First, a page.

He affectionately calls it “Do your friggin’ research” but what he really has is a nearly bulletproof system for validating any online project, before you even start to sell it. So far as I know it’s the least expensive way to validate a market before or while you go into it. As soon as I got home from New Hampshire, I started assembling a survey process for this startup company, based on Glenn’s instructions.
“So here’s the thing: We go to Google and Yahoo and we buy clicks. We divide the keywords into various groups and send people to survey pages. We ask very specific kinds of questions in a format that Dr. Livingston designed, based on his years of Psychology and corporate marketing research.
“You find out very interesting things you’d never otherwise know. For example you might find out that people who type in “guinea pigs” are just starting their search, not ready to buy one yet. And you might find that people who type in “guinea pig” are several steps past that, and ready to buy one. So you send those two different kinds of customers through different sales funnels.
“If you don’t have this information, you’re just going to waste money. Glenn’s method is 12 for 12 in successfully launching new online businesses. Nearly 100% accurate, not only in telling you that a market is viable, but what part of the market is going to spend money and what part is not. The time for us to get this information is now, not after the software is released.
“You know what? We don’t even know the right domain name to use for our product. We’ll never know without testing. And we won’t find out until we start this survey process.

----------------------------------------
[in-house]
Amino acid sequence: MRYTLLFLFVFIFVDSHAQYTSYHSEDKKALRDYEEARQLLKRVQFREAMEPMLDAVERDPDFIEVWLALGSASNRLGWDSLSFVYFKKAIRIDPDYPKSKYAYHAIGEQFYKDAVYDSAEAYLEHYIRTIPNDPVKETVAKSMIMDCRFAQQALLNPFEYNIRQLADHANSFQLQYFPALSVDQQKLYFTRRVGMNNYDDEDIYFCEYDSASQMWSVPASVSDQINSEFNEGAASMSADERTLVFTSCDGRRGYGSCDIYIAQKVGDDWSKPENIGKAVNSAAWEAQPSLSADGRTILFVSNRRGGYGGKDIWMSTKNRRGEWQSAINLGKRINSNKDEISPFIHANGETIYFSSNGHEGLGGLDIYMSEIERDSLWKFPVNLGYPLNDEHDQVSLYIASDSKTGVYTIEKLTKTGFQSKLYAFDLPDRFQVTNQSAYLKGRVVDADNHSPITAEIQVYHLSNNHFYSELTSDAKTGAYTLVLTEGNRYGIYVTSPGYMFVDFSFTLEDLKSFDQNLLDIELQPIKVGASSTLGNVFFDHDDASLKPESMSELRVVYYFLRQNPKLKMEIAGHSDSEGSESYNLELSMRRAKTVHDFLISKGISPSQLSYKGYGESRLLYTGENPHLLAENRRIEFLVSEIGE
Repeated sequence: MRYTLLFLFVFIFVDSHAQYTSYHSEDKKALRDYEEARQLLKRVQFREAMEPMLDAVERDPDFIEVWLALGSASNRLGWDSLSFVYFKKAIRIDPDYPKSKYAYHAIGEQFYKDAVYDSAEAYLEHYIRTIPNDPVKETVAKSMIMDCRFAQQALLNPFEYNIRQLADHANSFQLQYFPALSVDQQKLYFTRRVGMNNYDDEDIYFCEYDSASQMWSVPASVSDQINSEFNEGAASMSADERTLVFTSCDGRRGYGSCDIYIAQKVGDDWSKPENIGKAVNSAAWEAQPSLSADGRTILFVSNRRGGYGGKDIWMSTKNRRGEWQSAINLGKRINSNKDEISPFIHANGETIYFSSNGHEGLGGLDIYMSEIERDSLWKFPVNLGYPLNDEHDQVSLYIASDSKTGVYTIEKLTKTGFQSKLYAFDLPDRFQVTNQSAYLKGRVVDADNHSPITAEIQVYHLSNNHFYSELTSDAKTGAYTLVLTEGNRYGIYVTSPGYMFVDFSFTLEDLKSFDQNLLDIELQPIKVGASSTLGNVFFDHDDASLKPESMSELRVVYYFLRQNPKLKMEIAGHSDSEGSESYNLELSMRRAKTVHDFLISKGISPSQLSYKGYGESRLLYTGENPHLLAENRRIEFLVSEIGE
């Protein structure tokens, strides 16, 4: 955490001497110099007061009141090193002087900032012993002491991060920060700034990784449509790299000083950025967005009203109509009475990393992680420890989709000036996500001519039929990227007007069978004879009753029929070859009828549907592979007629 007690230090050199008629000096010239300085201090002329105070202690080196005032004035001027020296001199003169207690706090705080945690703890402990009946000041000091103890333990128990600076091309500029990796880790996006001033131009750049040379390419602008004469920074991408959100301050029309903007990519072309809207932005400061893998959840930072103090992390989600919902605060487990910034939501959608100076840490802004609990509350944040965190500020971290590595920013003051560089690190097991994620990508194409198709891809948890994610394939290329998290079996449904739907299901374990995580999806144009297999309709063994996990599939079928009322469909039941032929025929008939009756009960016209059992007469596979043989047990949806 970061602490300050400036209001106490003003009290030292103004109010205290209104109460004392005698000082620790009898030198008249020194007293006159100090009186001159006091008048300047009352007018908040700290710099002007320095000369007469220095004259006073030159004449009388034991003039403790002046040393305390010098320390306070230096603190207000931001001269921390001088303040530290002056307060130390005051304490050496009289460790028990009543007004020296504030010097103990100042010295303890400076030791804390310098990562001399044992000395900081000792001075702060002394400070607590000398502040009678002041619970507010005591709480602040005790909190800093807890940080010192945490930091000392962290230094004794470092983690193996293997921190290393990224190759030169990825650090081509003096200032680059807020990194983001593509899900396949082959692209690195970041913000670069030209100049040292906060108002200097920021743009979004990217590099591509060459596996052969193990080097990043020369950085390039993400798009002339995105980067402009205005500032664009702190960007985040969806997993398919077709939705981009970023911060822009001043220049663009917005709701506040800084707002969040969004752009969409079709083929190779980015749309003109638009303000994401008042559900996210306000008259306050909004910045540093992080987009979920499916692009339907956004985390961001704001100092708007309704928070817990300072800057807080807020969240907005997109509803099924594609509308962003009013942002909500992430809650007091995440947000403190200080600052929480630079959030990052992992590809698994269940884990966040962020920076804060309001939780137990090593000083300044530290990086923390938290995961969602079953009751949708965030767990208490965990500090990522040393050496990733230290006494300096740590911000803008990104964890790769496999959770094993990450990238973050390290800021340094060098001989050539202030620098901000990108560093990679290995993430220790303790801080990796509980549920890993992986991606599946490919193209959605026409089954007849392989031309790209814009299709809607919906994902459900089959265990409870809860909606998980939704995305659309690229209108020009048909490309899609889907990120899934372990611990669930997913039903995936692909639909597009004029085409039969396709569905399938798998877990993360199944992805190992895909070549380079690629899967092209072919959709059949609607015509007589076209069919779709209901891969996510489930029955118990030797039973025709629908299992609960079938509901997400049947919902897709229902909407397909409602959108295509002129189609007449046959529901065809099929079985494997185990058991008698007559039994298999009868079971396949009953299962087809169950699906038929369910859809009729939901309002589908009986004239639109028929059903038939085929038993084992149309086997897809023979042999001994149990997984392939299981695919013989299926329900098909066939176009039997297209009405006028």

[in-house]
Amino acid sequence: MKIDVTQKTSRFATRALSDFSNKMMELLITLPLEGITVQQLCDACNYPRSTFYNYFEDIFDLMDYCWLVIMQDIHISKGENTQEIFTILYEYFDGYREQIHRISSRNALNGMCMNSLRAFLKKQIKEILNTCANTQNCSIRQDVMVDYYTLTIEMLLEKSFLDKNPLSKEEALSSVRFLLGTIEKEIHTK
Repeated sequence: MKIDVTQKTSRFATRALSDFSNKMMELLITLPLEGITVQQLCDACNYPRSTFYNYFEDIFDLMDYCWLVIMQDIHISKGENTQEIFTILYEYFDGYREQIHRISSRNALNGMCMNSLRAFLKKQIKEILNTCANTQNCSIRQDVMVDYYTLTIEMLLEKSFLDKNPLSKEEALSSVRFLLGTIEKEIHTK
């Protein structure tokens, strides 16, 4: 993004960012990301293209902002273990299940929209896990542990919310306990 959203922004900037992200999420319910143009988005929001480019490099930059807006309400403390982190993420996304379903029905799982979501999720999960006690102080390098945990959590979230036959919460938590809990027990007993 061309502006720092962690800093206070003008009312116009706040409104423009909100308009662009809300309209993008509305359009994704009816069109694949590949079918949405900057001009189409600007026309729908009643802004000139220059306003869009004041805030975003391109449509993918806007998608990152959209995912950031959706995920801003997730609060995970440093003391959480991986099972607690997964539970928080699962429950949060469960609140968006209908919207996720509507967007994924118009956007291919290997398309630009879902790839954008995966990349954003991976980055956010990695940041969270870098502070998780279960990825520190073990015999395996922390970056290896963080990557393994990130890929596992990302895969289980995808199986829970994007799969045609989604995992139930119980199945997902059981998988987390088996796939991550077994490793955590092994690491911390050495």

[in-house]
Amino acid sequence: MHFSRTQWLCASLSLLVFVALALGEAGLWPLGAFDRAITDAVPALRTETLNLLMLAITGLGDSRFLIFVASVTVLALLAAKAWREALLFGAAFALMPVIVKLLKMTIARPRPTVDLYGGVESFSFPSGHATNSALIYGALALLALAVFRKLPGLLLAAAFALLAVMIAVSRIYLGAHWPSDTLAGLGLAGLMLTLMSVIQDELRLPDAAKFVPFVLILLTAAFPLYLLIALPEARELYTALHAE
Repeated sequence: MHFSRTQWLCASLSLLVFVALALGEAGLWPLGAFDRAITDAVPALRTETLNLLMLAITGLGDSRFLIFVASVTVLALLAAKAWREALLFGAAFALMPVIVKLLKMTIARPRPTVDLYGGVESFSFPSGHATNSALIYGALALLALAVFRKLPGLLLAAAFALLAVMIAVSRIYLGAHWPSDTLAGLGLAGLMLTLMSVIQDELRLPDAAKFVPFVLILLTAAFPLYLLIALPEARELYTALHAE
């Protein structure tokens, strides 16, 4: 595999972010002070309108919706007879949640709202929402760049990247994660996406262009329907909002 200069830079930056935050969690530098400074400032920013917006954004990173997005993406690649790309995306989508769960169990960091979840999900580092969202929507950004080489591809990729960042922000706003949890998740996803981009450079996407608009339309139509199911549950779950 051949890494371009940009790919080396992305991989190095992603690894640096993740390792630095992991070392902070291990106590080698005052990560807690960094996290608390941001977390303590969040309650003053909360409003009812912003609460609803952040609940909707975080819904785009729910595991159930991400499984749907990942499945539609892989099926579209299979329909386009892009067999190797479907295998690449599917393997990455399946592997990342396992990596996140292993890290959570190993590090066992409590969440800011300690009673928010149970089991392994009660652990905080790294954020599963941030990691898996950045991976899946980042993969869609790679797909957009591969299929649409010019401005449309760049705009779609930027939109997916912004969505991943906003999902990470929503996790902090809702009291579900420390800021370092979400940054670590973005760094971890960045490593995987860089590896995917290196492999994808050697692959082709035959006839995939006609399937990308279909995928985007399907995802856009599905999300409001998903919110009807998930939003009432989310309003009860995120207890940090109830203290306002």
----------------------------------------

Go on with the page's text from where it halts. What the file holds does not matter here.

“We have an obligation to ourselves and to our investors to get this thing right before it sees the light of day, not after. If you get this right first then you can have affiliates all over the Internet recommending your product, and they’ll find nooks and crannies that none of us even know exist.”
At this point it was necessary to invoke my credentials. Mark had a laptop computer on the table, so I said, “Mark, go to Google and type in perry marshall google adwords and tell me how many results come back.”
“One hundred forty-three thousand pages. Wow, that’s a lot.” I said, “I didn’t make all those pages. My affiliates did. There’s 143,000 pages out there that reference my stuff and it’s mostly because affiliates make more money promoting my product than other Google related products. That didn’t happen by accident. It was engineered to happen.
And when we get the message-to- market-match right before we launch our software, when we validate the sales funnel from the start, then when this product launches it’s gonna go all over the place. Then the investors get paid. And we get paid. And then we sell this thing for millions of dollars.”
Room was quiet.
From that point we were not discussing whether or not we were going to use Glenn’s process, but how we were going to get it done and who was going to do it.
Sometimes you’ve gotta make people squirm to get them to think. I hope you’re squirming too, ‘cuz whether you’re a $100 million company or a guy who just wants to get laid every now and then, slinging mud against the wall isn’t the shortcut. This is the shortcut.
Another startup company, spared from the tunnel of chaos?
Ummmm…. not exactly.